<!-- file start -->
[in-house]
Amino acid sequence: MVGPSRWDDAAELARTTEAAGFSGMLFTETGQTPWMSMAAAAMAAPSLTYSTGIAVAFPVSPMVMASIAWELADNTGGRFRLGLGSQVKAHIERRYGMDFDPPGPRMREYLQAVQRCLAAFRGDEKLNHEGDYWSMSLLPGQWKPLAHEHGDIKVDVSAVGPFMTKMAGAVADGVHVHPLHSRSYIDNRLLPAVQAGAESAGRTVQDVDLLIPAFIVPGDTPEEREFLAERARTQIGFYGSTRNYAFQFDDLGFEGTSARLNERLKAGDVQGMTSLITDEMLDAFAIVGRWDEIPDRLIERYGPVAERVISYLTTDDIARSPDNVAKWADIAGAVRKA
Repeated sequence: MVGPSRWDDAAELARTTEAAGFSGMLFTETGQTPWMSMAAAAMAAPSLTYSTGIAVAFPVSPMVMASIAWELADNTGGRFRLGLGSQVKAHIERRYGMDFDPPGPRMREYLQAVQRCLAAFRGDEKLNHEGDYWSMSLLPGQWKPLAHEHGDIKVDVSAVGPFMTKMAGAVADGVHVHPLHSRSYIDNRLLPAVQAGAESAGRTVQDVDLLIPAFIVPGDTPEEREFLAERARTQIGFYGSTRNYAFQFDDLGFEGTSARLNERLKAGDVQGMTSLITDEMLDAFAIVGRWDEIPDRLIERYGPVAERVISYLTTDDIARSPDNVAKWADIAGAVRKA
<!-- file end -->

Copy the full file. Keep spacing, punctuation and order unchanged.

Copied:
[in-house]
Amino acid sequence: MVGPSRWDDAAELARTTEAAGFSGMLFTETGQTPWMSMAAAAMAAPSLTYSTGIAVAFPVSPMVMASIAWELADNTGGRFRLGLGSQVKAHIERRYGMDFDPPGPRMREYLQAVQRCLAAFRGDEKLNHEGDYWSMSLLPGQWKPLAHEHGDIKVDVSAVGPFMTKMAGAVADGVHVHPLHSRSYIDNRLLPAVQAGAESAGRTVQDVDLLIPAFIVPGDTPEEREFLAERARTQIGFYGSTRNYAFQFDDLGFEGTSARLNERLKAGDVQGMTSLITDEMLDAFAIVGRWDEIPDRLIERYGPVAERVISYLTTDDIARSPDNVAKWADIAGAVRKA
Repeated sequence: MVGPSRWDDAAELARTTEAAGFSGMLFTETGQTPWMSMAAAAMAAPSLTYSTGIAVAFPVSPMVMASIAWELADNTGGRFRLGLGSQVKAHIERRYGMDFDPPGPRMREYLQAVQRCLAAFRGDEKLNHEGDYWSMSLLPGQWKPLAHEHGDIKVDVSAVGPFMTKMAGAVADGVHVHPLHSRSYIDNRLLPAVQAGAESAGRTVQDVDLLIPAFIVPGDTPEEREFLAERARTQIGFYGSTRNYAFQFDDLGFEGTSARLNERLKAGDVQGMTSLITDEMLDAFAIVGRWDEIPDRLIERYGPVAERVISYLTTDDIARSPDNVAKWADIAGAVRKA